Advocating: Partners have been pivotal to our advocacy strategy. Many other partners participate in the Coalition’s Federal Policy Working Group and have been willing to bring their muscle to advocate for including community schools in ESSA, and for expanding federal investment in community schools. Partners from national education, health, youth development, human services, advocacy, and other organizations, as well as state and local groups, have been stepping up for community schools.
Funding: Our advocacy strategy focuses not only on increasing financial resources available to community schools but also on bolstering supportive policies that consider the strengths and needs of students, families, and communities. A related strategy addresses the role of private philanthropy as another key partner in advancing the growth and sustainability of community schools.
The Charles Stewart Mott Foundation offered early and sustained support for the Coalition, the NCCS, and the Netter Center, as well as for other key players in the field. The DeWitt Wallace-Reader’s Digest Fund, which supported the national expansion of four community school models—the Beacon Schools, Children’s Aid Community Schools, University-Assisted Community Schools, and United Way Bridges to Success—made a crucial contribution to the development of the current community schools movement.
Several other national foundations supported movement-building work along the way, including Atlantic Philanthropies, Carnegie Corporation of New York, Annie E. Casey Foundation, Ford Foundation, Robert Wood Johnson Foundation, W.K. Kellogg Foundation, and Stuart Foundation. Today, major funders include the Ballmer Group and the William and Flora Hewlett Foundation.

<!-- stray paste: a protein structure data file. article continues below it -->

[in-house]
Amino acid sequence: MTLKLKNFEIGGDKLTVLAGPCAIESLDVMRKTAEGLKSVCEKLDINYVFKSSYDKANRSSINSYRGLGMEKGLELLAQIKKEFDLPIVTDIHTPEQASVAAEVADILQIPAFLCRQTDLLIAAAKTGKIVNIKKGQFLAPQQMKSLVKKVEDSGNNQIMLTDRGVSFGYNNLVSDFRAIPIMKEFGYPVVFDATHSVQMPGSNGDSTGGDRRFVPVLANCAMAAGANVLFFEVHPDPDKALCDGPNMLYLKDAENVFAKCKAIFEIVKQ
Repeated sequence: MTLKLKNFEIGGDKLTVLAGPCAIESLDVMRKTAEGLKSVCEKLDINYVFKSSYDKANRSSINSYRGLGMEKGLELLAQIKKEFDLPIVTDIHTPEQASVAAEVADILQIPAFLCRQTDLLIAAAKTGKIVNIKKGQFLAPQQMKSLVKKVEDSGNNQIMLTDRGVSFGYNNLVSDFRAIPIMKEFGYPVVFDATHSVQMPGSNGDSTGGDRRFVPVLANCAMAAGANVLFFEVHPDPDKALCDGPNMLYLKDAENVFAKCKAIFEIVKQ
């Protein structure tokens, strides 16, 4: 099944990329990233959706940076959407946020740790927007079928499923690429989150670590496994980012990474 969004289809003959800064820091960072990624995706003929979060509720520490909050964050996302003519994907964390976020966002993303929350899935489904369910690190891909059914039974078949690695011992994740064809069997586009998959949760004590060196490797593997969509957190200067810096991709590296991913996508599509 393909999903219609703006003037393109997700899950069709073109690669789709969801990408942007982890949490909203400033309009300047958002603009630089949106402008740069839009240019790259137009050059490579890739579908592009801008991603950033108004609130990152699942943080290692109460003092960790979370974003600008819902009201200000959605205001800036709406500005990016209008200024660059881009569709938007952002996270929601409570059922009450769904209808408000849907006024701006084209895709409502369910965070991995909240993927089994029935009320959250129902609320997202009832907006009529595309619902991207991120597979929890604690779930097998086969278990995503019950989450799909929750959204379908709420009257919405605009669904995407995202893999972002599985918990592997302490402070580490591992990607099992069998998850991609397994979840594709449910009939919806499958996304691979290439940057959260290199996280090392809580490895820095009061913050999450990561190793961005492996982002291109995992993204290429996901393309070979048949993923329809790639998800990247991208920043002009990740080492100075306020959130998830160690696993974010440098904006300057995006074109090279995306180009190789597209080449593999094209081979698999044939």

In addition, a wide variety of local funders, including community foundations and United Ways, provide support for community schools implementation. In addition, several local philanthropies support the Coalition’s biennial Community Schools National Forums.
The authors of this volume have played ongoing roles in working toward sustained funding for community schools. As head of the Coalition for Community Schools, Marty Blank made sure that one of the Coalition’s networks brought private funders together on a regular basis to strategize and share best practices. These funders, in turn, advocated for community schools within their circles of influence, such as Grantmakers for Education. Jane Quinn and Lisa Villarreal both worked for several years as grantmakers—Jane at the DeWitt Wallace-Reader’s Digest Fund (1993–1999) and Lisa at the San Francisco Foundation (2005–2016)—where they developed grants programs that expanded community schools nationally and in the Bay Area. During this entire period, Ira Harkavy has worked on expanding funding for university-assisted community schools through a variety of sources, both public and private.
It is probably worth noting that all of these efforts took place during an era of test-based accountability, with its narrow vision of the role of schools and measures of effectiveness. As leaders of the community school movement, we have struggled in the past to advance a very different vision and strategy in an unsupportive policy environment (Harkavy & Blank, 2002). That focus has borne fruit today as more and more funders are coming to see the power of the community school strategy.
Harnessing the Power, Passion, and Spirit of People and Relationships
We share Albert Einstein’s view that “not everything that can be counted counts and not everything that counts can be counted.” And while it may be tough to quantify the impact of community school leaders and the relationships they build, they matter.
We know from our work in local communities, from Coalition networks and national forums, and from conversations with individuals that the people involved in community schools bring a special passion and spirit to their work. Does that passion and spirit emanate from working collaboratively with people coming from different types of organizations and different disciplines? Does it emerge from being in an inclusive setting that brings together people from different races and ethnicities where equity is a priority? Or does it emerge from the power of the relationships that community schools build among people and between schools and other organizations? Perhaps it comes from seeing students and their families access the opportunities and supports so important to their development.
Regardless of the why, we know that the people involved with community schools bring a special joy and commitment to their work. It is their deep passion and their revolutionary spirit that have enabled the community schools movement to move forward. Indeed, they are the movement.